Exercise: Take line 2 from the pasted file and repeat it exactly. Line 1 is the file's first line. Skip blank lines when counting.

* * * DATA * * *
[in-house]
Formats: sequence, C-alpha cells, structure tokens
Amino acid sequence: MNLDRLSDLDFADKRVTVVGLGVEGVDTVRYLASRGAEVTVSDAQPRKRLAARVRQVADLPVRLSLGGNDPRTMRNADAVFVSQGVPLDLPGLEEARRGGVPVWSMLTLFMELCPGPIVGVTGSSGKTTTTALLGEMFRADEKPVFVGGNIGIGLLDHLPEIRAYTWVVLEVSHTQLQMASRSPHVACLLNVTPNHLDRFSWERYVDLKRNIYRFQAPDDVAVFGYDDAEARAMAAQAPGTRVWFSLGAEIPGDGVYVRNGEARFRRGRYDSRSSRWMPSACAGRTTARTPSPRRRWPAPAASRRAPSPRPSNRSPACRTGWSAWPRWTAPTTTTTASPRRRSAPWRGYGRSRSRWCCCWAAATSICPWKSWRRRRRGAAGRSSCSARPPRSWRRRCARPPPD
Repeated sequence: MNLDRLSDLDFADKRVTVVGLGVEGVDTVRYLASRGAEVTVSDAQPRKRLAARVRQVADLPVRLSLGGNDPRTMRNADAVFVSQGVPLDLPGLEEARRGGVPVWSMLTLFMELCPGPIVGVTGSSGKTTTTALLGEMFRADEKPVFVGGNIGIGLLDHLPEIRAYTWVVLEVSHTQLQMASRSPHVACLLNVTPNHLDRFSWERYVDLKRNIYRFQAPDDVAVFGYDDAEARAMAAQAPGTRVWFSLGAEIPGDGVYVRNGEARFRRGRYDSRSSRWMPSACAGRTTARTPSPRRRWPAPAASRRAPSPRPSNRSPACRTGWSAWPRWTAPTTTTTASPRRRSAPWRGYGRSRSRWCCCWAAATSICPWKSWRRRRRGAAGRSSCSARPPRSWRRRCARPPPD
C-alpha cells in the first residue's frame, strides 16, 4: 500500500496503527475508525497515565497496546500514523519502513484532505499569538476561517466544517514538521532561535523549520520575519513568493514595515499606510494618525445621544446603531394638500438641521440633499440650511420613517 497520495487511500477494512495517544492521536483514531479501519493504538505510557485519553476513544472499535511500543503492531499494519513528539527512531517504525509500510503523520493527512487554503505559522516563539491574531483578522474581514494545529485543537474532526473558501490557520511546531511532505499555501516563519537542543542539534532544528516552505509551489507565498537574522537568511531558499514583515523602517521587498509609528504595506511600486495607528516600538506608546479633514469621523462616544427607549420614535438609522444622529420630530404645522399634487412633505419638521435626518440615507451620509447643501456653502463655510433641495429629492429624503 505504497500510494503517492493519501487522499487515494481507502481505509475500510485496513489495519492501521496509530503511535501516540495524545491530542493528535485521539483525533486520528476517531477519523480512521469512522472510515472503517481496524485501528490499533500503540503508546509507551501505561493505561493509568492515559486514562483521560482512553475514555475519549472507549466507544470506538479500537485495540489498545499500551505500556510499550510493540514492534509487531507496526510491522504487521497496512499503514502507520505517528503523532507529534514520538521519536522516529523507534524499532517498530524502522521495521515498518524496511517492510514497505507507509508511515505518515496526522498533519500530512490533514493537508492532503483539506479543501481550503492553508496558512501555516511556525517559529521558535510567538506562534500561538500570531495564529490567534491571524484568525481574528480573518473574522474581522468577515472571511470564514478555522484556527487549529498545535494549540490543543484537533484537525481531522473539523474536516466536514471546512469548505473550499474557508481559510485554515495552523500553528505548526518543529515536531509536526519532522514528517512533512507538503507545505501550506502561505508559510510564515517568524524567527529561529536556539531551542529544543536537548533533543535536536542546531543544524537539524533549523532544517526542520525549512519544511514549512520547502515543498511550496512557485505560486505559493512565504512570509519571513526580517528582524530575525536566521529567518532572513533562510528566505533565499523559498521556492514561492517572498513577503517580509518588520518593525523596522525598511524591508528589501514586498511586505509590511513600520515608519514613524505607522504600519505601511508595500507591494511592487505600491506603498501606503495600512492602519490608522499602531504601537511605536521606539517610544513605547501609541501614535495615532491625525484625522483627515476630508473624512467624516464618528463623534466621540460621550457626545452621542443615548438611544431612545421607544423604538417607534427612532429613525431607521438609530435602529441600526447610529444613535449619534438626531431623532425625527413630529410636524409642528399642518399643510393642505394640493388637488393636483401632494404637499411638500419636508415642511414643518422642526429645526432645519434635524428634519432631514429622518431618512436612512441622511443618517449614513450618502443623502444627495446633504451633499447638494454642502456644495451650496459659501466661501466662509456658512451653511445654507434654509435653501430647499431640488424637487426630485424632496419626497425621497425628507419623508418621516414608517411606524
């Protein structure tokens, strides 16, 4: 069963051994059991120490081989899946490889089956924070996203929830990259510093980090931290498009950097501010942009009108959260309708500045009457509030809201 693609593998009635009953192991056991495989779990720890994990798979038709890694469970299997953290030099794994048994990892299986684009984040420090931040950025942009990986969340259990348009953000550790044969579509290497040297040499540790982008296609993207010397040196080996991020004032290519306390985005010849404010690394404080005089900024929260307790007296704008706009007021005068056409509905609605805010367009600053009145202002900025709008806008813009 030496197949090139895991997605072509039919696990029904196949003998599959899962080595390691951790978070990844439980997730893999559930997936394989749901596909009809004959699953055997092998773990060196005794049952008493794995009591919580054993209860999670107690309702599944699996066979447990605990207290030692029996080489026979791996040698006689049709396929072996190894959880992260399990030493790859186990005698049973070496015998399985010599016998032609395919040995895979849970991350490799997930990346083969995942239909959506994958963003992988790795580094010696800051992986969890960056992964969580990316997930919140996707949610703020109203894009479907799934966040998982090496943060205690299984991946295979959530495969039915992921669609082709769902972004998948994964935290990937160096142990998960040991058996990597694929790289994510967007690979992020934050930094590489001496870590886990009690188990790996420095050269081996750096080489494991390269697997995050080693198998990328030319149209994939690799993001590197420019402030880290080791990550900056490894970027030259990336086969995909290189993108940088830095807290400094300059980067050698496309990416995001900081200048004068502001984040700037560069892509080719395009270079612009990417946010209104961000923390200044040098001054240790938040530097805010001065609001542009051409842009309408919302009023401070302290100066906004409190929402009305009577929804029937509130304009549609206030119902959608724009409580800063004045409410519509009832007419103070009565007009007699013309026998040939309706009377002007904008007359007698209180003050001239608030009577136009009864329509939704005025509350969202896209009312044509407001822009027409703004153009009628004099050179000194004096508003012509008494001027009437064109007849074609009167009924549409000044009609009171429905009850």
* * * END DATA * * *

Formats: sequence, C-alpha cells, structure tokens